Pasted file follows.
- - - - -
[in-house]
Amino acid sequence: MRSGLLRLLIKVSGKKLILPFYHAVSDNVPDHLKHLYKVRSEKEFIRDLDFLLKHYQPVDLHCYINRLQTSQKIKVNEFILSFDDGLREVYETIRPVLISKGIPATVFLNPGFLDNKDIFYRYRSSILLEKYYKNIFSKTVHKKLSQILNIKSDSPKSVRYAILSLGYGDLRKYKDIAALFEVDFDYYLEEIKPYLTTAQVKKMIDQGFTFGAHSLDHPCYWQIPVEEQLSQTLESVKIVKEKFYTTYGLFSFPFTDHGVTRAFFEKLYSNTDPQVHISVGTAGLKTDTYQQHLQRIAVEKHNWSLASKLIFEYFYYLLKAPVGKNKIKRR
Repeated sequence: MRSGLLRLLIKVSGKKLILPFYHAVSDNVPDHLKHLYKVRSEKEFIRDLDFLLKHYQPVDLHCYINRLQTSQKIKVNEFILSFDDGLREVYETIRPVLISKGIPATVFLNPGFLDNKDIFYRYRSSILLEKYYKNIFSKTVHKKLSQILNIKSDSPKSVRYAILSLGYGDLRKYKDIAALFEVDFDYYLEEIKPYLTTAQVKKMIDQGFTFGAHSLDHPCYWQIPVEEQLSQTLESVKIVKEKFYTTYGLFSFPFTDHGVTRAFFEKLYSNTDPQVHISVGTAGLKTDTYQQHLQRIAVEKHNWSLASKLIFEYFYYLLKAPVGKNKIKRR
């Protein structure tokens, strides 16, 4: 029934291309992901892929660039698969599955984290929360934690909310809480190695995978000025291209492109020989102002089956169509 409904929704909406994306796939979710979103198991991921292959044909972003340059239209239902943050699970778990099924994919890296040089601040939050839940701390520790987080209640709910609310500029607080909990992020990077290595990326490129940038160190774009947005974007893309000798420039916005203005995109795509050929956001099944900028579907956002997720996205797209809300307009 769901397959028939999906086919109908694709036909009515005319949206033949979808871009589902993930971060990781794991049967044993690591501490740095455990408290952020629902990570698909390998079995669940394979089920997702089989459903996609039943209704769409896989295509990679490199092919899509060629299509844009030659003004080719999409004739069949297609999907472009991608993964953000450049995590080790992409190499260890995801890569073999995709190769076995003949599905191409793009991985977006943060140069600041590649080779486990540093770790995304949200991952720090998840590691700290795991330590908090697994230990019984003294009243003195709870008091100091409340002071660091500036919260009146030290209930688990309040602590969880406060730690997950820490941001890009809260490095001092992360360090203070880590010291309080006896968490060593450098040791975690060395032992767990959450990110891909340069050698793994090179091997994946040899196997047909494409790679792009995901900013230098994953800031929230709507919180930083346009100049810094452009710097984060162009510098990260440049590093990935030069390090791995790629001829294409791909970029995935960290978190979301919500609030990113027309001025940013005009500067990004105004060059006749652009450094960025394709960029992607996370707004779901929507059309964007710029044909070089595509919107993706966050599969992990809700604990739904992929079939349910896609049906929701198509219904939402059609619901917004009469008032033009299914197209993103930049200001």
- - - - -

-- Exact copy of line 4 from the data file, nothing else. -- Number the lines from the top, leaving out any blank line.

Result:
């Protein structure tokens, strides 16, 4: 029934291309992901892929660039698969599955984290929360934690909310809480190695995978000025291209492109020989102002089956169509 409904929704909406994306796939979710979103198991991921292959044909972003340059239209239902943050699970778990099924994919890296040089601040939050839940701390520790987080209640709910609310500029607080909990992020990077290595990326490129940038160190774009947005974007893309000798420039916005203005995109795509050929956001099944900028579907956002997720996205797209809300307009 769901397959028939999906086919109908694709036909009515005319949206033949979808871009589902993930971060990781794991049967044993690591501490740095455990408290952020629902990570698909390998079995669940394979089920997702089989459903996609039943209704769409896989295509990679490199092919899509060629299509844009030659003004080719999409004739069949297609999907472009991608993964953000450049995590080790992409190499260890995801890569073999995709190769076995003949599905191409793009991985977006943060140069600041590649080779486990540093770790995304949200991952720090998840590691700290795991330590908090697994230990019984003294009243003195709870008091100091409340002071660091500036919260009146030290209930688990309040602590969880406060730690997950820490941001890009809260490095001092992360360090203070880590010291309080006896968490060593450098040791975690060395032992767990959450990110891909340069050698793994090179091997994946040899196997047909494409790679792009995901900013230098994953800031929230709507919180930083346009100049810094452009710097984060162009510098990260440049590093990935030069390090791995790629001829294409791909970029995935960290978190979301919500609030990113027309001025940013005009500067990004105004060059006749652009450094960025394709960029992607996370707004779901929507059309964007710029044909070089595509919107993706966050599969992990809700604990739904992929079939349910896609049906929701198509219904939402059609619901917004009469008032033009299914197209993103930049200001």